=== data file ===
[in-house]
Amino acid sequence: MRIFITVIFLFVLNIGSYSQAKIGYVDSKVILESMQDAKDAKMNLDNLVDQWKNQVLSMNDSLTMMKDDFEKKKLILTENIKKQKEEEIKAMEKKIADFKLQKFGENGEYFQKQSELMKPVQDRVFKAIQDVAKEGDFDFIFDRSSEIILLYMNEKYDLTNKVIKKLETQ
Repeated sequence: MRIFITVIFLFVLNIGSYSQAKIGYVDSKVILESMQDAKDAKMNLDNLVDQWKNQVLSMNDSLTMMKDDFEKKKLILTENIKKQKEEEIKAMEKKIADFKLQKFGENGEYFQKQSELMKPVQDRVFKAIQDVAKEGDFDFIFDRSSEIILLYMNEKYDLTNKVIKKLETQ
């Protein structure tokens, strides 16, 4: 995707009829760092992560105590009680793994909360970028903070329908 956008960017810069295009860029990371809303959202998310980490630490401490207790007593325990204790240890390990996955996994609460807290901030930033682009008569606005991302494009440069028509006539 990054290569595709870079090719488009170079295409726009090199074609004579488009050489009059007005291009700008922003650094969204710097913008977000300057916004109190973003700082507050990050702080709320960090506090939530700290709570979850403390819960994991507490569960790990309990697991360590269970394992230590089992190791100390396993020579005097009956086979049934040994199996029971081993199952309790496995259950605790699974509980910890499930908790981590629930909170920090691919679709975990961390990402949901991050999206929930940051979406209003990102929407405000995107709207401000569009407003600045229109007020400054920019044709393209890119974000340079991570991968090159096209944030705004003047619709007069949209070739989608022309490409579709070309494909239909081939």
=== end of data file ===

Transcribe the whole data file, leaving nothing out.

[in-house]
Amino acid sequence: MRIFITVIFLFVLNIGSYSQAKIGYVDSKVILESMQDAKDAKMNLDNLVDQWKNQVLSMNDSLTMMKDDFEKKKLILTENIKKQKEEEIKAMEKKIADFKLQKFGENGEYFQKQSELMKPVQDRVFKAIQDVAKEGDFDFIFDRSSEIILLYMNEKYDLTNKVIKKLETQ
Repeated sequence: MRIFITVIFLFVLNIGSYSQAKIGYVDSKVILESMQDAKDAKMNLDNLVDQWKNQVLSMNDSLTMMKDDFEKKKLILTENIKKQKEEEIKAMEKKIADFKLQKFGENGEYFQKQSELMKPVQDRVFKAIQDVAKEGDFDFIFDRSSEIILLYMNEKYDLTNKVIKKLETQ
């Protein structure tokens, strides 16, 4: 995707009829760092992560105590009680793994909360970028903070329908 956008960017810069295009860029990371809303959202998310980490630490401490207790007593325990204790240890390990996955996994609460807290901030930033682009008569606005991302494009440069028509006539 990054290569595709870079090719488009170079295409726009090199074609004579488009050489009059007005291009700008922003650094969204710097913008977000300057916004109190973003700082507050990050702080709320960090506090939530700290709570979850403390819960994991507490569960790990309990697991360590269970394992230590089992190791100390396993020579005097009956086979049934040994199996029971081993199952309790496995259950605790699974509980910890499930908790981590629930909170920090691919679709975990961390990402949901991050999206929930940051979406209003990102929407405000995107709207401000569009407003600045229109007020400054920019044709393209890119974000340079991570991968090159096209944030705004003047619709007069949209070739989608022309490409579709070309494909239909081939």